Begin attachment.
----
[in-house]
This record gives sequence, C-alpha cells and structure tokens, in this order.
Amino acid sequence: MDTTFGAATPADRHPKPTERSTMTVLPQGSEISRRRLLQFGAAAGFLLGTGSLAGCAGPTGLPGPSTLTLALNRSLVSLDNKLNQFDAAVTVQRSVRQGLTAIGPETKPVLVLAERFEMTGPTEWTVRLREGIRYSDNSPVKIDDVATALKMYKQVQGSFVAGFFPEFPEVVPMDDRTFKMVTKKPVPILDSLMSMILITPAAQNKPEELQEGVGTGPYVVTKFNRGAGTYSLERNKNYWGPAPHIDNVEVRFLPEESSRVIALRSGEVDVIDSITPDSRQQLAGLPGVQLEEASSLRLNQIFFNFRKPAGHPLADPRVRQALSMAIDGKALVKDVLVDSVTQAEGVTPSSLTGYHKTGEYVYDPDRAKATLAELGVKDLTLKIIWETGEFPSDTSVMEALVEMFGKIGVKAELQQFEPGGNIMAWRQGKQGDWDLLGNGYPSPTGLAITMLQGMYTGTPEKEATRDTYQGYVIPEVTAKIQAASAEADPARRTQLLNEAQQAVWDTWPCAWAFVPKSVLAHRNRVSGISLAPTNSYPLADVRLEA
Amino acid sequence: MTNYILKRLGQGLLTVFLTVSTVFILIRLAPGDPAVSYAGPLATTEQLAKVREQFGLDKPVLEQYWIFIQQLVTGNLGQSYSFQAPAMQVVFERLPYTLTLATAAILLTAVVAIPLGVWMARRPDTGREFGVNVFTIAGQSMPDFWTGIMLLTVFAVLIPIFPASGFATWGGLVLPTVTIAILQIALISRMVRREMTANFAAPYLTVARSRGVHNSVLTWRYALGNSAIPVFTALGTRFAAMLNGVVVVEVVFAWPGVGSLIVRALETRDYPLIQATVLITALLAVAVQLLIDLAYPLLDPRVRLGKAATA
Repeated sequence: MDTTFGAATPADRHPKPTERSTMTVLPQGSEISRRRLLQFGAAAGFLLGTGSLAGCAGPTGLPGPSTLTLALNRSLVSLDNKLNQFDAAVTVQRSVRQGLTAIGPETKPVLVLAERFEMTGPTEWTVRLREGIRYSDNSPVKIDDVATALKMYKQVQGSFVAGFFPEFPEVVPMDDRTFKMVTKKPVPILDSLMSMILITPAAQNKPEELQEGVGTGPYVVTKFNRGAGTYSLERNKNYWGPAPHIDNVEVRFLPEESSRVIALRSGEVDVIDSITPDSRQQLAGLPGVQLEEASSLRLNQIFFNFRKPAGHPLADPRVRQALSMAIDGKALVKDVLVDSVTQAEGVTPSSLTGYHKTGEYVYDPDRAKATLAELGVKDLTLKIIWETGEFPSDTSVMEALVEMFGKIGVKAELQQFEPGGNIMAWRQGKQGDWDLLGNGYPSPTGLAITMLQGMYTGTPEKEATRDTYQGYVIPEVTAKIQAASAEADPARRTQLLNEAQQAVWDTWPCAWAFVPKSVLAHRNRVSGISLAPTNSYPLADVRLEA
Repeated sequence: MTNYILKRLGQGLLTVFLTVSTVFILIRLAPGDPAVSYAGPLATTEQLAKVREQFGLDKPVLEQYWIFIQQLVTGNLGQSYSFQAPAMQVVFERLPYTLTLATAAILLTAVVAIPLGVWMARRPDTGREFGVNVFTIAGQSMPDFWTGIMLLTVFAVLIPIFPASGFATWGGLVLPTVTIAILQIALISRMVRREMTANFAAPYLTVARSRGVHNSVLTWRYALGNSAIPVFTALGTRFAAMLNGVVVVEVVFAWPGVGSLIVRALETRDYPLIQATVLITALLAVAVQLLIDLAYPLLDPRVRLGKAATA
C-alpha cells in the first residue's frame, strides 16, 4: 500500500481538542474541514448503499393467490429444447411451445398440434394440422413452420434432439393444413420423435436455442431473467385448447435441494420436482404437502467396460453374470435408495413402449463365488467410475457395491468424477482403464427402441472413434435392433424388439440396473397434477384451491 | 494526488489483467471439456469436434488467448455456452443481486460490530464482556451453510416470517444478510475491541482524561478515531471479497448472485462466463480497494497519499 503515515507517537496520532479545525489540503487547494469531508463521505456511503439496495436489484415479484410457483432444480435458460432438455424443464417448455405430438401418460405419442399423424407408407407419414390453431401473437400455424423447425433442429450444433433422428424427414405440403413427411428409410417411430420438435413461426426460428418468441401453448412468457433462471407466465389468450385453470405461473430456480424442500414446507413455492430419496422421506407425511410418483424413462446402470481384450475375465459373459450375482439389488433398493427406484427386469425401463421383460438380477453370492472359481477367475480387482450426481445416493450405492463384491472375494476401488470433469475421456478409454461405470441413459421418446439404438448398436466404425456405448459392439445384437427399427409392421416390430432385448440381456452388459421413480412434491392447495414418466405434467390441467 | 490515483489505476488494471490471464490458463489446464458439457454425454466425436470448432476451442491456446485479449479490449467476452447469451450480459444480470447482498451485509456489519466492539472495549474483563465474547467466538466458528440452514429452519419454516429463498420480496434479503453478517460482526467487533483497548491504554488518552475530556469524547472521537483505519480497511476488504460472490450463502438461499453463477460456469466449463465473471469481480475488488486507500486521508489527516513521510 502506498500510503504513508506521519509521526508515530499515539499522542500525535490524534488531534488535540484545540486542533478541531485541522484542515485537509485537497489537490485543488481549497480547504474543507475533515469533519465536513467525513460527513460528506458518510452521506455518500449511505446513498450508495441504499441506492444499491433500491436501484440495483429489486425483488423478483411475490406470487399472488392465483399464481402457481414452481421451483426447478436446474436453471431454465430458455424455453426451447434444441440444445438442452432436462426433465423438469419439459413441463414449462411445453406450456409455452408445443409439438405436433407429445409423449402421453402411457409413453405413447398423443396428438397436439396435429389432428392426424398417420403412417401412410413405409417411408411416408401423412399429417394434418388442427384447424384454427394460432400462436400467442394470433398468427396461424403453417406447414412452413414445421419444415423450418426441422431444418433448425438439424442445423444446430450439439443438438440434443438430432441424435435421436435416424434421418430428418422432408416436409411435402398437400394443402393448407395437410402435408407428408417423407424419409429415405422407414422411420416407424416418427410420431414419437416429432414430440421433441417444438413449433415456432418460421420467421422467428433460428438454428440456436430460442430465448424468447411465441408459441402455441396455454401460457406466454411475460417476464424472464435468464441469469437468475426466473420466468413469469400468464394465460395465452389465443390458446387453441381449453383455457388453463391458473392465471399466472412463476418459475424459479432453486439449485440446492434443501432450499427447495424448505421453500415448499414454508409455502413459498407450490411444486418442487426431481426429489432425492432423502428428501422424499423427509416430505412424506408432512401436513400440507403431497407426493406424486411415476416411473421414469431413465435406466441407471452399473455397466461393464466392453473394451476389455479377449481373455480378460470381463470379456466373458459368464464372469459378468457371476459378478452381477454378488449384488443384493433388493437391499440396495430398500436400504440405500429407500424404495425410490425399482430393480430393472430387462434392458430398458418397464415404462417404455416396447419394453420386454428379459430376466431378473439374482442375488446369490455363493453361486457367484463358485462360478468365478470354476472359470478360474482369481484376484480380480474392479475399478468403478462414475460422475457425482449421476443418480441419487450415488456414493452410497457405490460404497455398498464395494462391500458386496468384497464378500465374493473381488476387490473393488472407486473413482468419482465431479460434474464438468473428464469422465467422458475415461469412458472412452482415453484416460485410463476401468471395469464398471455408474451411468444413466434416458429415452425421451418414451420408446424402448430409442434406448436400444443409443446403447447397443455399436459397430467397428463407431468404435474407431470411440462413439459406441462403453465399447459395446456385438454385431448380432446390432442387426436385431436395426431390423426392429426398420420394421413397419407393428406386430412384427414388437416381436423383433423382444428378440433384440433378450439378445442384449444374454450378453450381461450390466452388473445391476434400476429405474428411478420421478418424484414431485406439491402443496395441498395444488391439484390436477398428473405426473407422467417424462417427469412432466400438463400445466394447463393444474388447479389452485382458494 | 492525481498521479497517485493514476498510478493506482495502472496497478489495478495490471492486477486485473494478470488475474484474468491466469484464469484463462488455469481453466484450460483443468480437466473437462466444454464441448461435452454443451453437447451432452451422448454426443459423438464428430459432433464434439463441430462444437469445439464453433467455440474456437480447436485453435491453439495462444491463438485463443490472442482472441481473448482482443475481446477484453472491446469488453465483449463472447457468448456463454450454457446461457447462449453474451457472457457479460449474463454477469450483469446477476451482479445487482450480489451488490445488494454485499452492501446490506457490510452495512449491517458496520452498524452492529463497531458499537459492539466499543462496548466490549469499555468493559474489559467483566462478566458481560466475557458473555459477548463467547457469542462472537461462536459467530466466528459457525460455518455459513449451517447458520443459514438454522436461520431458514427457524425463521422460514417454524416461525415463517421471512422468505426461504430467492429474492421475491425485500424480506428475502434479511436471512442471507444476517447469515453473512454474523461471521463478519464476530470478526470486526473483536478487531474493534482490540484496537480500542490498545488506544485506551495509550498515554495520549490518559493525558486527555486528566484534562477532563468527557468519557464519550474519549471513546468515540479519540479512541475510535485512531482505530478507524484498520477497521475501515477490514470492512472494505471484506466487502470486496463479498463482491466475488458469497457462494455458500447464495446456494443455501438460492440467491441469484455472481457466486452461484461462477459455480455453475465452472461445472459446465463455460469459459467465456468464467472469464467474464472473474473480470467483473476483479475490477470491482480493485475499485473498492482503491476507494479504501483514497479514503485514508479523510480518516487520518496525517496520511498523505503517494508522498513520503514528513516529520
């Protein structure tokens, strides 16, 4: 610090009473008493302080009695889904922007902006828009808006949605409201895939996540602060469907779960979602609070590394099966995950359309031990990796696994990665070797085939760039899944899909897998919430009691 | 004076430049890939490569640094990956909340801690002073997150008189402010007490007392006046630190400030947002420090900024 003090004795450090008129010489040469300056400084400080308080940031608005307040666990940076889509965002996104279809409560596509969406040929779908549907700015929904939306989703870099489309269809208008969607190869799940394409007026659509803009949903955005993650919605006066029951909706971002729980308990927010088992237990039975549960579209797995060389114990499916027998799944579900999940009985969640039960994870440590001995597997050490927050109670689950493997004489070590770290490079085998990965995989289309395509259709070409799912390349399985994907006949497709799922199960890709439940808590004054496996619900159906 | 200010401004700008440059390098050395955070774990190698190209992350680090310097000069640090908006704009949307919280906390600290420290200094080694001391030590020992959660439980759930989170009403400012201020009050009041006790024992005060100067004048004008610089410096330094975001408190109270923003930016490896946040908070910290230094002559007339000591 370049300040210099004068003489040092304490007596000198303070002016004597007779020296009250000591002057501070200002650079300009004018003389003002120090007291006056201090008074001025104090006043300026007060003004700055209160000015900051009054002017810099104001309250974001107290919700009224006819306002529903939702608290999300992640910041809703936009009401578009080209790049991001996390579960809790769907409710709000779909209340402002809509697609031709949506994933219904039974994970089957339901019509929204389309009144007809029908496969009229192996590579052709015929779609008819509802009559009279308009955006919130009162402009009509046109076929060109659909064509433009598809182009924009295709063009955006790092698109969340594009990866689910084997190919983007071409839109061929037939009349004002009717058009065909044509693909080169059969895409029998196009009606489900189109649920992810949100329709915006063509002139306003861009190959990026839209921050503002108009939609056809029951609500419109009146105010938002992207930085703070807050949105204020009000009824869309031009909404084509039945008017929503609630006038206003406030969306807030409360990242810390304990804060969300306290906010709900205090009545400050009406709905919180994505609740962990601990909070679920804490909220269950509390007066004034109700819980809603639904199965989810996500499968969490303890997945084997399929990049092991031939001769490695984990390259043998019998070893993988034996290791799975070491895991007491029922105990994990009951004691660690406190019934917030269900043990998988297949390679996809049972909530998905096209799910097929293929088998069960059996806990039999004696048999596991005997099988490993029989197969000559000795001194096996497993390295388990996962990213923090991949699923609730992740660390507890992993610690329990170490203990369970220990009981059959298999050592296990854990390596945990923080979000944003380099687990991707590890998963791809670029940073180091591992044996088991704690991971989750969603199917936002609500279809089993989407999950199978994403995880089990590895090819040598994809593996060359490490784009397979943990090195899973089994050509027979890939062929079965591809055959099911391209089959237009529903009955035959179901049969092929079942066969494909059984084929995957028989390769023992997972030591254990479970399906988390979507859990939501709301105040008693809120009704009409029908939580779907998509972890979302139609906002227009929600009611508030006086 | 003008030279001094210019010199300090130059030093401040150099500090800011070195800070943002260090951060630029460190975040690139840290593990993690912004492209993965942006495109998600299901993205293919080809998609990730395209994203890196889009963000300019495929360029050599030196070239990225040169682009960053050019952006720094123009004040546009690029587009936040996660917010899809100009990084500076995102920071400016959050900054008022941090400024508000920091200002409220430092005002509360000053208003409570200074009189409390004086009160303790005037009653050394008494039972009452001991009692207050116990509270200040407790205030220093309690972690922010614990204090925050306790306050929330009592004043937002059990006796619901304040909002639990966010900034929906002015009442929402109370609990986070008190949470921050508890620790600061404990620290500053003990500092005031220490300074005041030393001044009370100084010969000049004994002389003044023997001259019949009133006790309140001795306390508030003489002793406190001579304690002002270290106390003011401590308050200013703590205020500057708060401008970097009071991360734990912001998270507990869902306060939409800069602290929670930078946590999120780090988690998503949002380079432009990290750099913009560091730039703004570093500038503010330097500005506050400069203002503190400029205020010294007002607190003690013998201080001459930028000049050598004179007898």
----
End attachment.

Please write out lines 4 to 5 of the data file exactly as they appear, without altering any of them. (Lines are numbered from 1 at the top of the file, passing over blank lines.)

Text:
Amino acid sequence: MTNYILKRLGQGLLTVFLTVSTVFILIRLAPGDPAVSYAGPLATTEQLAKVREQFGLDKPVLEQYWIFIQQLVTGNLGQSYSFQAPAMQVVFERLPYTLTLATAAILLTAVVAIPLGVWMARRPDTGREFGVNVFTIAGQSMPDFWTGIMLLTVFAVLIPIFPASGFATWGGLVLPTVTIAILQIALISRMVRREMTANFAAPYLTVARSRGVHNSVLTWRYALGNSAIPVFTALGTRFAAMLNGVVVVEVVFAWPGVGSLIVRALETRDYPLIQATVLITALLAVAVQLLIDLAYPLLDPRVRLGKAATA
Repeated sequence: MDTTFGAATPADRHPKPTERSTMTVLPQGSEISRRRLLQFGAAAGFLLGTGSLAGCAGPTGLPGPSTLTLALNRSLVSLDNKLNQFDAAVTVQRSVRQGLTAIGPETKPVLVLAERFEMTGPTEWTVRLREGIRYSDNSPVKIDDVATALKMYKQVQGSFVAGFFPEFPEVVPMDDRTFKMVTKKPVPILDSLMSMILITPAAQNKPEELQEGVGTGPYVVTKFNRGAGTYSLERNKNYWGPAPHIDNVEVRFLPEESSRVIALRSGEVDVIDSITPDSRQQLAGLPGVQLEEASSLRLNQIFFNFRKPAGHPLADPRVRQALSMAIDGKALVKDVLVDSVTQAEGVTPSSLTGYHKTGEYVYDPDRAKATLAELGVKDLTLKIIWETGEFPSDTSVMEALVEMFGKIGVKAELQQFEPGGNIMAWRQGKQGDWDLLGNGYPSPTGLAITMLQGMYTGTPEKEATRDTYQGYVIPEVTAKIQAASAEADPARRTQLLNEAQQAVWDTWPCAWAFVPKSVLAHRNRVSGISLAPTNSYPLADVRLEA